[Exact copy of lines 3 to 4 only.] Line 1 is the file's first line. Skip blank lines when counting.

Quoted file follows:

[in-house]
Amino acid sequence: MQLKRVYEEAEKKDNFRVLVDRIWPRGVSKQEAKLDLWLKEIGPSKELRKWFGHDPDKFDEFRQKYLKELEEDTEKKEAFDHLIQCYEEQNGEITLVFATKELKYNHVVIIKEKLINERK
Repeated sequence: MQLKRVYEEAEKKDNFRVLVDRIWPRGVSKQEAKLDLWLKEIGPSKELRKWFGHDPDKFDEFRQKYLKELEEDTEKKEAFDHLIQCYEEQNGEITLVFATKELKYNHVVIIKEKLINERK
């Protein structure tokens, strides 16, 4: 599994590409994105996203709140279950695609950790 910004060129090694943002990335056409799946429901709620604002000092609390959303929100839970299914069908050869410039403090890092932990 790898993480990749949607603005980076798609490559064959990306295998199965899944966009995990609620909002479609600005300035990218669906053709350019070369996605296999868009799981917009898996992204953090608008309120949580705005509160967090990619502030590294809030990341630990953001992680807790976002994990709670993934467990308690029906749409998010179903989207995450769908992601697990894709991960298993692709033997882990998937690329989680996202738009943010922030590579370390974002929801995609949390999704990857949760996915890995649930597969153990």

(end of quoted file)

Repeated sequence: MQLKRVYEEAEKKDNFRVLVDRIWPRGVSKQEAKLDLWLKEIGPSKELRKWFGHDPDKFDEFRQKYLKELEEDTEKKEAFDHLIQCYEEQNGEITLVFATKELKYNHVVIIKEKLINERK
């Protein structure tokens, strides 16, 4: 599994590409994105996203709140279950695609950790 910004060129090694943002990335056409799946429901709620604002000092609390959303929100839970299914069908050869410039403090890092932990 790898993480990749949607603005980076798609490559064959990306295998199965899944966009995990609620909002479609600005300035990218669906053709350019070369996605296999868009799981917009898996992204953090608008309120949580705005509160967090990619502030590294809030990341630990953001992680807790976002994990709670993934467990308690029906749409998010179903989207995450769908992601697990894709991960298993692709033997882990998937690329989680996202738009943010922030590579370390974002929801995609949390999704990857949760996915890995649930597969153990």